An Update on Health Insurance Coverage in New York

Posted May, 14 2019 by Amanda Dunker

The CDC released early results from its National Health Interview Survey and it echos some of the data we’ve already seen. In most states, fewer people have health insurance – but in New York, more people do! There wasn’t enough data to know whether or not the change was meaningful, but it matches what we know from other sources. And even holding steady is an achievement in an era where the Trump Administration is doing everything it can to sabotage health insurance programs.

This chart, from the CDC’s report, shows a small increase in the number of insured people – while it could be that we just stayed the same, we can be proud of that too given how many people in other states lost coverage.

For example, the NY State of Health released final numbers recently the last open enrollment. Over 4.7 million New Yorkers used the Marketplace to buy health insurance or enroll in public plans, the most ever! The increases happened in every single county of the State.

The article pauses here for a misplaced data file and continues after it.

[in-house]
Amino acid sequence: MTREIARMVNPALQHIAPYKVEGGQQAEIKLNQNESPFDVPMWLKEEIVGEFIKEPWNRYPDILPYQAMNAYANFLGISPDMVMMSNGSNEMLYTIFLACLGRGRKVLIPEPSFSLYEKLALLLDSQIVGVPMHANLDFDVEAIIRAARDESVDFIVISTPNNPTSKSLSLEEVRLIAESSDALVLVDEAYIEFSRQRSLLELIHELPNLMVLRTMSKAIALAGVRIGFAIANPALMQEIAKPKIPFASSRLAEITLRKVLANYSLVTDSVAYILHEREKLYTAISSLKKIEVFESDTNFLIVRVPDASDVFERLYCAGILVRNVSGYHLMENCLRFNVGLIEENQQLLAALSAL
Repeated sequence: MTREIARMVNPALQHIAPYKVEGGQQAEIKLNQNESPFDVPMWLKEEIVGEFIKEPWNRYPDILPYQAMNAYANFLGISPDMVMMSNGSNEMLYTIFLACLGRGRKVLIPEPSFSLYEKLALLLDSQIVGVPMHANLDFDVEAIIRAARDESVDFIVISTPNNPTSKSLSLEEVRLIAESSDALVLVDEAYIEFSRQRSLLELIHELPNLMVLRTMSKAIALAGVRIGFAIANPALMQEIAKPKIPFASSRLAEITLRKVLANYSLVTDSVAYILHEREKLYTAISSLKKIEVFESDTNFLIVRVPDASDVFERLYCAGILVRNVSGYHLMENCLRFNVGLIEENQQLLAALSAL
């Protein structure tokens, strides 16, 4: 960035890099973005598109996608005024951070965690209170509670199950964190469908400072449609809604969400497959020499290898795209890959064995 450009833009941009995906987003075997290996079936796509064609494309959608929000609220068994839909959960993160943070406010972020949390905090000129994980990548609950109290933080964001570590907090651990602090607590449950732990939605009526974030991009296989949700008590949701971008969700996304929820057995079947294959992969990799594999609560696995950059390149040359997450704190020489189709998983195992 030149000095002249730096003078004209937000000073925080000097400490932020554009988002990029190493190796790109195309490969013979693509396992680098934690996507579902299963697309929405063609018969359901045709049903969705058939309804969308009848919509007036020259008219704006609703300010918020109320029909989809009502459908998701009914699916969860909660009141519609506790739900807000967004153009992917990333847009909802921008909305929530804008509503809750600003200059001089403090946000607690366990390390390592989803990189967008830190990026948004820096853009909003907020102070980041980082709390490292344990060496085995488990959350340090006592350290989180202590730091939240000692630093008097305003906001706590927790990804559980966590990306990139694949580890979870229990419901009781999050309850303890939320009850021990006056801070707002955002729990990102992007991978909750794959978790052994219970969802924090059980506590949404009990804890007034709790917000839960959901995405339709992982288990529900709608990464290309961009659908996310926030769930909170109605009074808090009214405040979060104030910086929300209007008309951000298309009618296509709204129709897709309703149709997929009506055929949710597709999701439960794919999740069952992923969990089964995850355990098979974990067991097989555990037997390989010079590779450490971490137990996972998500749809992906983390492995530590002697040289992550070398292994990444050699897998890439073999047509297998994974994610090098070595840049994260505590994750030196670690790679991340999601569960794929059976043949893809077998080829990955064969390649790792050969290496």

We’ve always argued that robust investment in our Marketplace and consumer-assistance programs pays off, but comparing outcomes here to those in other States shows just how important those investments are. Some States chose to use the federal Marketplace infrastructure when implementing the Affordable Care Act. New York chose to build its own, a harder task, but with the result that our Marketplace integrates all of our programs perfectly.

We didn’t foresee an Administration that would work so hard to hurt those Marketplaces, but the decision to create our own infrastructure has protected us from it. In those other States, funding for marketing and for consumer assistance programs is controlled by the federal government. Even the amount of time people have to enroll is controlled by the federal government. So now that we have an Administration that wants those Marketplaces to fail, they’ve cut funding for marketing and consumer assistance and drastically shortened the amount of time people have to enroll. New York has done just the opposite, and achieved the opposite result.

As we talked about last week, we still have a lot to do to get to universal coverage. People without health insurance in New York are disproportionately part of racial and ethnic minority communities. But as a state we have options, and now we have proof that State-level strategies can make a big difference.

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